Buyer Beware! - Structural Engineers Reports

12th June 2018

Andy Walton

The majority of Structural Engineers Reports that are undertaken by Byrom Clark Roberts are done through the process of a property sale. This is usually, but not always, at the request of the purchaser and is either as a result of issues highlighted in a Valuation/Homebuyer’s Report or merely as a peace of mind exercise.

We were recently appointed to look at a property and instructed to pick up the keys from a property auctioneers in the city centre. Not a common situation but not unknown, inspections are sometimes made of houses that have been repossessed and are then to be sold on at auction.

On arrival at the subject property, it was apparent that something was seriously amiss. The house was an end-terraced dwelling but had clearly not been so originally; the tell-tale signs of works to convert what was formerly a party wall into a gable wall were evident. A noticeably newer detached house was present on the plot next door.

The front elevation of the property had a marked lean towards what was now the gable elevation and, upon entering the house, there were distinct distortions all sloping in this same direction. Some extremely crude attempts had been made to try and straighten the wayward now gable wall. The rear elevation was even more out of level than the front was.

The postcode area of the site is known to contain historic localised areas of backfilled quarrying and a quick check of the Local Authority planning website revealed that a recommendation had previously been given for the formerly end house and this one to be demolished and rebuilt on account of the distortions. A report on the planning website had advised that the distortions were most likely caused by this end of the terrace having been built over such a quarry. A record also existed for the works to dismantle the end house and rebuild it.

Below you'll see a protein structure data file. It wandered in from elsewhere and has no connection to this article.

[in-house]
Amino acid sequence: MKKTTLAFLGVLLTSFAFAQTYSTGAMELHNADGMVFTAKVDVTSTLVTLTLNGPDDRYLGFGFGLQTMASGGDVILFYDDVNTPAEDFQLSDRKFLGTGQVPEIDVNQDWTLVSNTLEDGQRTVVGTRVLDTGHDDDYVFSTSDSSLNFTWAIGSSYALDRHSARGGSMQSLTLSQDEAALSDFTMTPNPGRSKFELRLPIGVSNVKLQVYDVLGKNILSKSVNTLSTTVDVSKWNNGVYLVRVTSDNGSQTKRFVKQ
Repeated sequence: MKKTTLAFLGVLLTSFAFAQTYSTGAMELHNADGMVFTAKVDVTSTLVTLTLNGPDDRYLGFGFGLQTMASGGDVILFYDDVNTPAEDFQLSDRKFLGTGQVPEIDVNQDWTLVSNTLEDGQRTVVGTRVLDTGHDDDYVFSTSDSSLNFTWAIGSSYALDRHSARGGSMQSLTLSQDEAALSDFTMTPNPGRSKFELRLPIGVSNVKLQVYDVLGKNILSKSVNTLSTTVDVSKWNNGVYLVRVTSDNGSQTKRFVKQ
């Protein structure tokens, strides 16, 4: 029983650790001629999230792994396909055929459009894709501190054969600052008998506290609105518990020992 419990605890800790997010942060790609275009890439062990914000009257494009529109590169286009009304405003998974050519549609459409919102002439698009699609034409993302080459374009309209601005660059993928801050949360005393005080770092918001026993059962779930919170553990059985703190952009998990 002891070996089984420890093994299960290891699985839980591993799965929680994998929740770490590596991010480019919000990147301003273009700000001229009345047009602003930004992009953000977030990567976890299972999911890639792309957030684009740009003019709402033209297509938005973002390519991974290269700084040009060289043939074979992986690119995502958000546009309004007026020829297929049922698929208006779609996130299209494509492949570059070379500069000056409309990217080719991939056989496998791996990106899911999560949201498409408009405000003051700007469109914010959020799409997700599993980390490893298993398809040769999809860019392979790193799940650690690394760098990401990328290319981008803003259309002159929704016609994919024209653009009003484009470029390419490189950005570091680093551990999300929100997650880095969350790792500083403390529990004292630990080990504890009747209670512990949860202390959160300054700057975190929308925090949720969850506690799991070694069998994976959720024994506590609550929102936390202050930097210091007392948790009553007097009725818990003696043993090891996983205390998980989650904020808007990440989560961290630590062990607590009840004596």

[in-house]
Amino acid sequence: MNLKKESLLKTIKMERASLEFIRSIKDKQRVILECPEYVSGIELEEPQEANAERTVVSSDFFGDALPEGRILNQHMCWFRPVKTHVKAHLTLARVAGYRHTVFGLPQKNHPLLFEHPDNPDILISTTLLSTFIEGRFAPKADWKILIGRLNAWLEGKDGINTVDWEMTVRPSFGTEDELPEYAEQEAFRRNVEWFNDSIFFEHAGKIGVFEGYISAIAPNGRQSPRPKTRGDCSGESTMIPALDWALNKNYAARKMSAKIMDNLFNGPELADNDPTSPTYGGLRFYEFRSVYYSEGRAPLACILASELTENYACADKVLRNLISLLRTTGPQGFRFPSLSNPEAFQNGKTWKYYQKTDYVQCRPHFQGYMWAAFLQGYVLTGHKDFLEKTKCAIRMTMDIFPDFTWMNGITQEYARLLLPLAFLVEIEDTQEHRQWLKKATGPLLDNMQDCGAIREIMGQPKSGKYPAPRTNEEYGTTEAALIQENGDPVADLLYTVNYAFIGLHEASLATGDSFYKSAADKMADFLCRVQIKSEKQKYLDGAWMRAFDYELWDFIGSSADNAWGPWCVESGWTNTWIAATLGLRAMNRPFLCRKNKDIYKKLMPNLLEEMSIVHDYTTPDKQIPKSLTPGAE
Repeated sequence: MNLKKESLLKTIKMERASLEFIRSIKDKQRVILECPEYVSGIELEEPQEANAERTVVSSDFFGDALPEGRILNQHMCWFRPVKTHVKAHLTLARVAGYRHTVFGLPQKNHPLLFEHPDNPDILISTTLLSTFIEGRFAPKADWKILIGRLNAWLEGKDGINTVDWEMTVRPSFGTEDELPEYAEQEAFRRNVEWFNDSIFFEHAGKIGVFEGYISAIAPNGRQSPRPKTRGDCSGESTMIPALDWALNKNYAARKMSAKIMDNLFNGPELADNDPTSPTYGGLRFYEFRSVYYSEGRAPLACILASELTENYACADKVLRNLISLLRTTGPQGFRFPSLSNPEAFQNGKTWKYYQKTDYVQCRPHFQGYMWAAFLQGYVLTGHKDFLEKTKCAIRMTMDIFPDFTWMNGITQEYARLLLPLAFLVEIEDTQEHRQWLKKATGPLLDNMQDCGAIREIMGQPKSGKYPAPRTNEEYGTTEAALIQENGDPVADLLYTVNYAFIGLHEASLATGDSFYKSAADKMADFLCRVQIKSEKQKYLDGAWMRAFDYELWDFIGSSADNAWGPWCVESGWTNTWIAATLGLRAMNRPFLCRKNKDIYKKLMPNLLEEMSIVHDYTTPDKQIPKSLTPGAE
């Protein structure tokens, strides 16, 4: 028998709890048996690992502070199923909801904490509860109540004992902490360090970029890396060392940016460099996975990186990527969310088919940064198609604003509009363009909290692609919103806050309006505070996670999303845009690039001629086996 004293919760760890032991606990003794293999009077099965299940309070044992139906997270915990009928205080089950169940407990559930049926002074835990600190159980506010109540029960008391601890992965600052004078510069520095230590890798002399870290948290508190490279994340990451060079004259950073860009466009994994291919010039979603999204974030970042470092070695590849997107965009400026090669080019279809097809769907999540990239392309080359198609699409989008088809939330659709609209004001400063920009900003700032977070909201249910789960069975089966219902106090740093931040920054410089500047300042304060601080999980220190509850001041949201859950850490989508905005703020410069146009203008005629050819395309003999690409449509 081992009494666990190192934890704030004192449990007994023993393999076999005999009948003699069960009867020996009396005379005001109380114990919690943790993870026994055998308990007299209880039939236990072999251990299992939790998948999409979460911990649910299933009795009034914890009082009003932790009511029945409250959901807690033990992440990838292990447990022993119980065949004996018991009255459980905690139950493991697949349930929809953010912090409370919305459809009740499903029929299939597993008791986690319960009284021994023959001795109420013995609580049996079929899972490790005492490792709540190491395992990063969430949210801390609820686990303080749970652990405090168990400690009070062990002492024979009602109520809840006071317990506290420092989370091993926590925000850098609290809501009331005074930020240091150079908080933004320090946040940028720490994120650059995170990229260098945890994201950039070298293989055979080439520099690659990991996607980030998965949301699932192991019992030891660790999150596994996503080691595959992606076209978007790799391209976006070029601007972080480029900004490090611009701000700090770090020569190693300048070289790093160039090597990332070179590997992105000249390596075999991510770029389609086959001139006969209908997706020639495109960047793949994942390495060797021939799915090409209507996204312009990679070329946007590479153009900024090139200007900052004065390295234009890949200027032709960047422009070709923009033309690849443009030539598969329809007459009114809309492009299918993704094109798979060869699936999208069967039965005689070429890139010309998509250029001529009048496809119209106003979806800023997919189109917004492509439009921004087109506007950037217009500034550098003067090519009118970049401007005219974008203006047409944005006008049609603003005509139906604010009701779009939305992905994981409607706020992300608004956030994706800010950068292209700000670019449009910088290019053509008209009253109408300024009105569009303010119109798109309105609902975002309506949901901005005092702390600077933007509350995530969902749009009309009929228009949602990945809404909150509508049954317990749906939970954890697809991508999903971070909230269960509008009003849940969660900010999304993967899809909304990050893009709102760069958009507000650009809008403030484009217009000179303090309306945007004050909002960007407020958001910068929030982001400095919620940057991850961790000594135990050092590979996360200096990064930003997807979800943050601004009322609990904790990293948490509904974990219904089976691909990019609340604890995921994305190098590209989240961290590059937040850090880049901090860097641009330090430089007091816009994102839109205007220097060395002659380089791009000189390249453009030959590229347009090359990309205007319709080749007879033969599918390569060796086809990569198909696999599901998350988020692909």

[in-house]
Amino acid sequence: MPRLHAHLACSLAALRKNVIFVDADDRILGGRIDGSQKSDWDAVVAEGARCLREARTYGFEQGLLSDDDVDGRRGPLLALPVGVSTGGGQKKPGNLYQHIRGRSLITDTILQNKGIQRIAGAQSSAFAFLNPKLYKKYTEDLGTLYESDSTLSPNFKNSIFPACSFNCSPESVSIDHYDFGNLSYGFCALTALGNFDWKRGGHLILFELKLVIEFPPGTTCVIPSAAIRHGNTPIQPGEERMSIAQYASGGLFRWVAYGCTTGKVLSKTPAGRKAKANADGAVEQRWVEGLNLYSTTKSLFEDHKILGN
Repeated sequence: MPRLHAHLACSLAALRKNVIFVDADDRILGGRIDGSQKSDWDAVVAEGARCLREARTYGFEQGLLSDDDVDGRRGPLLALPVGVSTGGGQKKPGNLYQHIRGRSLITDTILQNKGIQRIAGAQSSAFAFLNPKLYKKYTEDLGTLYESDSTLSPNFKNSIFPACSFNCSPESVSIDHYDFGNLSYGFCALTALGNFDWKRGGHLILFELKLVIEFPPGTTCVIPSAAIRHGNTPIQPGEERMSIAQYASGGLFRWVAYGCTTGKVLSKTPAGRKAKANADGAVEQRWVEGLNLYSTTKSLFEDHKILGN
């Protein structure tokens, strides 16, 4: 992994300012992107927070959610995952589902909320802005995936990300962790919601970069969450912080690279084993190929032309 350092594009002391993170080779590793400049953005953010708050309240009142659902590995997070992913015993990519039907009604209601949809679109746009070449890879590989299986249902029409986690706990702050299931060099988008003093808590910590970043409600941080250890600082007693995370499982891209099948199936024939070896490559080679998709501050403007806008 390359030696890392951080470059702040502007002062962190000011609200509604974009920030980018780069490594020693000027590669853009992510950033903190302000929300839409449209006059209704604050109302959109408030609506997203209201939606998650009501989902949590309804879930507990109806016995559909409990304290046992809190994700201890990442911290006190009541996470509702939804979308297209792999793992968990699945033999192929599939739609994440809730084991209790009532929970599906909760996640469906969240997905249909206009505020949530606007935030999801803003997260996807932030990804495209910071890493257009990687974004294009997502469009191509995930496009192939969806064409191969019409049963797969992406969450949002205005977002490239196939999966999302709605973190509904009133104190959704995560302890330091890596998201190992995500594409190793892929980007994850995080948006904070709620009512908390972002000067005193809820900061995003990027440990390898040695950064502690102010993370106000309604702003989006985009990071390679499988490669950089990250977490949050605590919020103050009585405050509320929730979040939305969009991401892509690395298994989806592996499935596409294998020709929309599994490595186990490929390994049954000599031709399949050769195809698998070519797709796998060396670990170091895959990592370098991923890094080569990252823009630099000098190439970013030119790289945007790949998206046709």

At around this time, our client turned up. He had not seen the property before. We strongly advised him not to purchase the property at auction, he would struggle to get a mortgage or insurance on it and may have problems selling it on in the future. ‘Too late’ the client says ‘I bought it at auction last week’. He had merely seen the photographs on the Auctioneer’s website.

He had got himself a bargain though, around half the going price of similar more vertical houses on the street. The house probably needs to be demolished and rebuilt on a new foundation piled to the depth of the bottom of the quarry fill; the overall cost of this would probably work out similar to the market value of the property alone, adding to the overall cost of the house. 

The moral of this tale is that if something is too good to be true, it is probably worth at least getting the keys and opening the front door beforehand!


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